For Pavlosky and my other companions, this was incredible news. Confirmation that RCWs released on the property late last year are branching out in search of new nesting locations in addition to the ones carefully prepared for them by researchers working on the project.

With one of the property's iconic "Aiken Jumps" (a style of obstacle that the horses leap over during a foxhunt) in the foreground, it's easy to see the results that now several decades of intensive understory reduction have brought to the Hitchcock Woods.

With one of the property's iconic "Aiken Jumps" (a style of obstacle that the horses leap over during a foxhunt) in the foreground, it's easy to see the results that now several decades of intensive understory reduction have brought to the Hitchcock Woods.

The reason that I was riding along through the Woods with Pavlosky, Woods Superintendent Bennett Tucker and Hitchcock Woods Foundation board member Randy Wolcott on a somewhat drizzly June morning in the first place, is that I was, as is so often the case when I happen upon something really cool, on an assignment for South Carolina Wildlife magazine. Back last November, I visited the Hitchcock Woods for the first time ever, mainly to meet up with SCW editor Joey Frazier and take some pictures of the annual Thanksgiving Day morning “Blessing of the Hounds” sponsored by the venerable Aiken Hounds hunt club (of course) and held at the Wood’s Memorial Gate. It’s a neat event and an Aiken tradition, and if you’ve never been, I recommend it highly.

As we were leaving the event to head over the river and through the woods to grandma’s house to erase all the gains from a morning of burning calories through brisk walking and petting strange horses and dogs, Randy Wolcott introduced himself and started talking with us about the tremendous effort the Hitchcock Woods has undertaken over the last few decades to restore a large portion of the property's uplands to the way they were prior to European settlement. An effort that culminated with the release of four pairs of RCWs “translocated” from the Francis Marion Forest.  As it happened, I had recently met Mark Pavlosky at a translocation release at the SCDNR’s Donnelly WMA.  So we got to talking about all this, and the upshot is we’ll be sharing an article outlining all of the amazing work going on at the Hitchcock Woods with the readers of SCW in the November-December 17 issue.  In the meantime, here’s what a newly started RCW nesting cavity looks like.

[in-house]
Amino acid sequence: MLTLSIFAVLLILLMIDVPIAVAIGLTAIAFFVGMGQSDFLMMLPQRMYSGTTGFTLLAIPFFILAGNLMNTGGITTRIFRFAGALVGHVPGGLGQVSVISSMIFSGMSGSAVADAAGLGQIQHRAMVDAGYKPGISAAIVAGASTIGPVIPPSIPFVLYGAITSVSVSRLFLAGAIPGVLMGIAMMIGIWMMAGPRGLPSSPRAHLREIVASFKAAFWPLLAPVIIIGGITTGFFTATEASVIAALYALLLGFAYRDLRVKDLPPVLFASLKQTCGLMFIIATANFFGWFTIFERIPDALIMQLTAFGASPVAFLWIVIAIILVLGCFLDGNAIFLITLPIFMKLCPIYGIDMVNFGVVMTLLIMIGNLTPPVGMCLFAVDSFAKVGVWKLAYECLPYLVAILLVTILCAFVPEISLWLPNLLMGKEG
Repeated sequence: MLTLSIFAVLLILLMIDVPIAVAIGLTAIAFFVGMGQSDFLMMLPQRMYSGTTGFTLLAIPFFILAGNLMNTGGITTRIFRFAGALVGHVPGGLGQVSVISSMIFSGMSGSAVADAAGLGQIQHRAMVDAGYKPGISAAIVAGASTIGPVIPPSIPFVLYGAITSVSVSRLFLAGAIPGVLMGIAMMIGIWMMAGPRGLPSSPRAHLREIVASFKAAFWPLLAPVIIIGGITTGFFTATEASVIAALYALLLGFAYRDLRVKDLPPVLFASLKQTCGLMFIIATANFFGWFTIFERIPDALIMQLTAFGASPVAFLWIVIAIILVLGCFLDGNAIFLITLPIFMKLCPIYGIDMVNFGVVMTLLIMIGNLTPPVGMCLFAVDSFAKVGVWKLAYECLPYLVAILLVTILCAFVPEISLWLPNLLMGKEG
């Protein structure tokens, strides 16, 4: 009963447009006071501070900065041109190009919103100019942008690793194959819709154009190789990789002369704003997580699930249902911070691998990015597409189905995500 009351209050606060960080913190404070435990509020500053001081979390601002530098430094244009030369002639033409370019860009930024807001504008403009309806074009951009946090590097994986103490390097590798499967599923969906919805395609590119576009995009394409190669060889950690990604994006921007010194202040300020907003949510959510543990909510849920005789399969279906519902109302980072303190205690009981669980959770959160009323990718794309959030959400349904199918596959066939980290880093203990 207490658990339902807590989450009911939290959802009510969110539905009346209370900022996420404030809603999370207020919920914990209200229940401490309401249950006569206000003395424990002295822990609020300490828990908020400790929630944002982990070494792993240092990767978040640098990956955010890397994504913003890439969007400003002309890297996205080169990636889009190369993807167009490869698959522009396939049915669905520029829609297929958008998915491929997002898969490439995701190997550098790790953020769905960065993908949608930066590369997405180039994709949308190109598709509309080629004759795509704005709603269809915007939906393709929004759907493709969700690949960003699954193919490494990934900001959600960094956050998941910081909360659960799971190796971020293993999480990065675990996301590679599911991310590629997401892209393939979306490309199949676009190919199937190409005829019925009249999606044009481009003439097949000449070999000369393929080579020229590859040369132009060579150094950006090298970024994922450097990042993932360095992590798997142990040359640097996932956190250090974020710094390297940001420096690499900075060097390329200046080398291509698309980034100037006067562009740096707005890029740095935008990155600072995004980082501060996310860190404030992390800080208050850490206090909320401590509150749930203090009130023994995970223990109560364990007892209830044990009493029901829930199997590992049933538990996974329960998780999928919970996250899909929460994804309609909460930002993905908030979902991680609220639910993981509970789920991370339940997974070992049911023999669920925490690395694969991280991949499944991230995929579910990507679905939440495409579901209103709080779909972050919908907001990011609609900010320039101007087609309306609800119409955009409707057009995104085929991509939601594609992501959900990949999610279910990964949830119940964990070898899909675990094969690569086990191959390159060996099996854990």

This is the beginning of what could eventually be one of the first natural RCW nesting cavities in the Hitchcock Woods since the 1960s. Read more about it in the November December 2017 issue of South Carolina Wildlife magazine.

This is the beginning of what could eventually be one of the first natural RCW nesting cavities in the Hitchcock Woods since the 1960s. Read more about it in the November December 2017 issue of South Carolina Wildlife magazine.

Next Steps for New SCDNR Officers: Into the Field

Next Steps for New SCDNR Officers: Into the Field